She also, perhaps more notably, would not say outright that she agrees with Gov. Andrew Cuomo’s 2015 executive order appointing Attorney General Eric Schneiderman as special prosecutor in cases where cops have killed unarmed civilians, though she said she’d obey it. (Abelove, after he’d already convened a grand jury that opted not to indict the cop who killed Thevenin, was sued into compliance by Schneiderman.)

“I can understand why law enforcement…may not appreciate [the executive order], but I do think that it can be a good thing,” she said. “An independent body that does not have ties to the law enforcement agency in question could only seek to get the truth out and perhaps bring honor back to everyone.”

Donnelly has considerable ties to law enforcement. Her husband is an Albany police officer, as was her late father, Timothy Murphy, who died in 2005. Her mother, Toni Murphy, the East Greenbush tax collector, also owns Tech Valley Security, a consulting firm established by her husband two years before his death and long led by a former Albany police chief.  

In her only competitive race, in 2012, Donnelly’s largest donation, of $2,500, came from Council 82, a law enforcement officers’ union.

When we asked Donnelly what she would say to progressives who might be wary of her familial links to police, she said she had “thought a lot about this” but then spoke about how certain “cases cause a stain on all of the wonderful men and women that do this job.”

“I live the life of a police officer, and I have my entire life,” she said. “I know the sacrifices, I know the pain, and I know how…much it hurts to be painted with a broad brush.”

Donnelly took fairly moderate positions on the policy-related questions we asked. She believes all police officers should be fitted with body-worn cameras (“It could only protect the ones that are doing their job correctly, which is the bulk of them”). She’s “in favor of open discovery,” or requiring prosecutors to turn over evidence to the defense with ample time before trial, as long as no one’s safety is jeopardized.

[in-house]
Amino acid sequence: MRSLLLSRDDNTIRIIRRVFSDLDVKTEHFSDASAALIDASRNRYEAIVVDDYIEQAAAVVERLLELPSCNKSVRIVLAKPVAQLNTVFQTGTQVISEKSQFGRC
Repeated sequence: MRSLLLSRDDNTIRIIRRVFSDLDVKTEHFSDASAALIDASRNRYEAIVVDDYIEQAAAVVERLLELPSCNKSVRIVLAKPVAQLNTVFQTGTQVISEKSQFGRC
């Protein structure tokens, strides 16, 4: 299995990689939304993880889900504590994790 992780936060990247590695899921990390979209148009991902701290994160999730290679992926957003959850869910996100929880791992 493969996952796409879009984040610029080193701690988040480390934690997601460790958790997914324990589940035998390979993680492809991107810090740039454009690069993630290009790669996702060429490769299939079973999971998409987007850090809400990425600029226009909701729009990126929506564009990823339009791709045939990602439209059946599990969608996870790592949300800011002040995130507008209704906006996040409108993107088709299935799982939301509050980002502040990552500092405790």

She called LEAD—Law Enforcement Assisted Diversion, a program that allows police officers to refer people suspected of certain low-level crimes to social workers in lieu of arrest and prosecution—“wonderful,” and said she’d prioritize implementing it in Rensselaer County if she had the opportunity. (The program was brought to Albany in 2016.)

She declined to make a blanket commitment to not prosecute marijuana possession cases. While she said she appreciates the trend toward legalization and acknowledged that “a solitary charge of marijuana” is “probably not a valuable use of resources,” she maintained that “there can be a function to a low-level marijuana charge—depending on if it’s linked to something else, depending on if it is an individual who may have a bigger problem.” The charge could present “an opportunity to maybe get them in front of a body that can provide them with some sort of support or treatment,” Donnelly said.